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Federal agents entitled to fixed shifts due to child care, appeal court rules

The Federal Court of Appeal has sided with a Pearson airport customs officer who was denied the fixed schedule she needed to work around child care.

On Friday, the court unanimously upheld an earlier Canadian Human Rights Tribunal decision which found the Canada Border Services Agency (CBSA) had discriminated against employee Fiona Johnstone based on her family status.

Johnstone had asked the CBSA for three fixed 13-hour shifts so she could arrange for daycare. Both she and her husband, also a customs officer, were required to be available for rotating shifts which could start at random times any day of the week.

Eventually she agreed to three 10-hour shifts per week — part-time hours — in line with CBSA policy.

“Despite accommodating the request of a set shift for other workers, who made the request based on religious or medical grounds, the CBSA refused to do so for Johnstone, on the basis that her decisions related to childcare are in the realm of personal choice,” said the Women’s Legal Education and Action Fund (LEAF), whose pro bono lawyers argued Johnstone’s case during the appeal.

“Evidence before the tribunal indicated that the CBSA could easily have accommodated her request (as they had for other employees) and that it would not have cost the employer any money to do so.”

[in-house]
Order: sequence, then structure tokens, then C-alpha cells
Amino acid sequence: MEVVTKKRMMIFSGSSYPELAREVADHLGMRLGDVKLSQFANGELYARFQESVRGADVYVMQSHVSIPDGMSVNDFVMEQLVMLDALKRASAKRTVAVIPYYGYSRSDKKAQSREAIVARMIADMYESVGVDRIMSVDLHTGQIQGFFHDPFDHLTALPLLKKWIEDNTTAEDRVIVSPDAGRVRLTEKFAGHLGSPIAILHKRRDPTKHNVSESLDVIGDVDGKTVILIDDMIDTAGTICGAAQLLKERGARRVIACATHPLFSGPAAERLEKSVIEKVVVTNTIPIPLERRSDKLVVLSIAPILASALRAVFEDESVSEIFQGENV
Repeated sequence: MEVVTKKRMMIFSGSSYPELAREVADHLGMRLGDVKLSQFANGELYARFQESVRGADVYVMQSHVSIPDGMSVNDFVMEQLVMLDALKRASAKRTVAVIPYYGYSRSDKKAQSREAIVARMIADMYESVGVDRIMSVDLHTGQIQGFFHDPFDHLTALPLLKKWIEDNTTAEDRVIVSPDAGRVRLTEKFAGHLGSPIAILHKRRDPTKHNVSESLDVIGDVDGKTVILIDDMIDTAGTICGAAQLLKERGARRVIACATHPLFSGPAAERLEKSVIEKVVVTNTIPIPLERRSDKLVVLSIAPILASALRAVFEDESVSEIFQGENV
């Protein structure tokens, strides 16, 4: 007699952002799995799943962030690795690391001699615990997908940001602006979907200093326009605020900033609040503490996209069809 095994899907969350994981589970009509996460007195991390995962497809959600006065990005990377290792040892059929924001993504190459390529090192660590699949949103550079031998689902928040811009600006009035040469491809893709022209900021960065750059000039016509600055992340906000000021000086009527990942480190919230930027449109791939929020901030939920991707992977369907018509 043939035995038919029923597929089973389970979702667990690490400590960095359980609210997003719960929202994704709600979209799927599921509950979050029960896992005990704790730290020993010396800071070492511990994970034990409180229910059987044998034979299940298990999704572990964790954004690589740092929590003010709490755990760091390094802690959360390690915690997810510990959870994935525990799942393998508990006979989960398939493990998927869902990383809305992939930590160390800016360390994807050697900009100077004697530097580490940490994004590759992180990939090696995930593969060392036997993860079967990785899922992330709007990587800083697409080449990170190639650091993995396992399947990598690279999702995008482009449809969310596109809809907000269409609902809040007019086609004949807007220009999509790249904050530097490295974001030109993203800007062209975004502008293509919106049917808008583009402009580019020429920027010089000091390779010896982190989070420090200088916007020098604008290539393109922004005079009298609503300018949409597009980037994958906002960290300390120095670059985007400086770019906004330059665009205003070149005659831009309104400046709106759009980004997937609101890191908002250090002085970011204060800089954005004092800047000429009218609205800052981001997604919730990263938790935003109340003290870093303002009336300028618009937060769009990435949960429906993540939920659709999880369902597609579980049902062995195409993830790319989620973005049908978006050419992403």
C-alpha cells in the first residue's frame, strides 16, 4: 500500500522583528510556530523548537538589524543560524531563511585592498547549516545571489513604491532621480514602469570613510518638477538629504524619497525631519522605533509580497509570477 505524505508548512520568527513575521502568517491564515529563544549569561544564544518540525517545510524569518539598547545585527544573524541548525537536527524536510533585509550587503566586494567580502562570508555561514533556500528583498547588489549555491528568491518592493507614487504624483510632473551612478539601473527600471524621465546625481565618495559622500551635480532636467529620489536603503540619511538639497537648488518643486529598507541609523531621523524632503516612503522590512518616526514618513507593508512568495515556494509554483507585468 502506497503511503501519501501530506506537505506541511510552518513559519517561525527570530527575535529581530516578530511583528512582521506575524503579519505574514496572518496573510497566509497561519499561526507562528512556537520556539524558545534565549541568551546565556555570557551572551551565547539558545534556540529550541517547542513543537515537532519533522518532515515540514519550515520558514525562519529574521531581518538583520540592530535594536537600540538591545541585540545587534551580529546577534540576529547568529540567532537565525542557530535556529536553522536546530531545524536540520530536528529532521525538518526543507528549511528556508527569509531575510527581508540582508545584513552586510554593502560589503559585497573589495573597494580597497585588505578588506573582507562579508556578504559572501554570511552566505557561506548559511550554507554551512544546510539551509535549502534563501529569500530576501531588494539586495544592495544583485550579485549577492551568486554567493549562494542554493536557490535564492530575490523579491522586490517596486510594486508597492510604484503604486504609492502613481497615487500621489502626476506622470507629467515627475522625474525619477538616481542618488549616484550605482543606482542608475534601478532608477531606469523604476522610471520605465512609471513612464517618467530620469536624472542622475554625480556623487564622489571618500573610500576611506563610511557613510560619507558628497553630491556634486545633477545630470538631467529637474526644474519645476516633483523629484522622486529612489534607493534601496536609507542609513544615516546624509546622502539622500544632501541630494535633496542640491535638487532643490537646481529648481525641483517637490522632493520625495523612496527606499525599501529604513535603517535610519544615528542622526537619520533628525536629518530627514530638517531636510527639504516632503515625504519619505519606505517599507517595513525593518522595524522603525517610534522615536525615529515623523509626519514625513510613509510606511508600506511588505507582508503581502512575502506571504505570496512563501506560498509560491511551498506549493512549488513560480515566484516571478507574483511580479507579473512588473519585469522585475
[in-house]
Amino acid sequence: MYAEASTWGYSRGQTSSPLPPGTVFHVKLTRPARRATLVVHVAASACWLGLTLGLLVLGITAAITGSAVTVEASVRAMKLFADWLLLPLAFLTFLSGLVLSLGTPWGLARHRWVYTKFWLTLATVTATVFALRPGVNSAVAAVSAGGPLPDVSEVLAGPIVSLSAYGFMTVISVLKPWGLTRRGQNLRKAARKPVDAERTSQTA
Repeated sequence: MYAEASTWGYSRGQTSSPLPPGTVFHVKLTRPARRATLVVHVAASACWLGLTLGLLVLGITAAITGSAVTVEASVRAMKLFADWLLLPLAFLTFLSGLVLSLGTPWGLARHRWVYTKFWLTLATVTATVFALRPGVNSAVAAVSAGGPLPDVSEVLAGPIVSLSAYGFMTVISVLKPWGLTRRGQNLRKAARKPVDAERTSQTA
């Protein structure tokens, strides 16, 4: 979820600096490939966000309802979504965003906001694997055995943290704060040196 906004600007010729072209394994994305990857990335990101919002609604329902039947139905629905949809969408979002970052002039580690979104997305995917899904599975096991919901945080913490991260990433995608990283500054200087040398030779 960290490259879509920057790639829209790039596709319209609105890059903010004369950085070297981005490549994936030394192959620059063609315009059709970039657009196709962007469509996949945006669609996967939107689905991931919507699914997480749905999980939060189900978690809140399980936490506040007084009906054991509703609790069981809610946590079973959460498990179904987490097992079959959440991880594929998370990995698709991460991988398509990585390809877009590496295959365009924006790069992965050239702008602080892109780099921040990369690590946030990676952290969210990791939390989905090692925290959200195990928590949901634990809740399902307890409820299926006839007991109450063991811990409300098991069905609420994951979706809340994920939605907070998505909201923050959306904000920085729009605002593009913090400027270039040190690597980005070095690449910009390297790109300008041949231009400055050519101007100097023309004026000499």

Johnstone, who now lives in Ottawa, complained to the Canadian Human Rights Commission and the tribunal awarded damages for lost benefits and pension. After the Federal Court upheld that decision, the CBSA appealed.

The case, which only has bearing on federal agencies, could affect all employers if it goes to the Supreme Court of Canada.

Legal experts say the circumstances — both parents in the same job and with a highly unpredictable schedule — are rare. Also, parents would have to meet strict requirements and the onus would be on them to prove discrimination.

Still, LEAF has called the matter “a case of significant national importance for caregivers across Canada.”

“[We recognize] the profound lack of affordable, quality daycare in Canada as well as the challenges we all face in caring for our family members at all stages of life.”

With files from Amanda Ferguson

Johnstone v. Canada Border Services Agency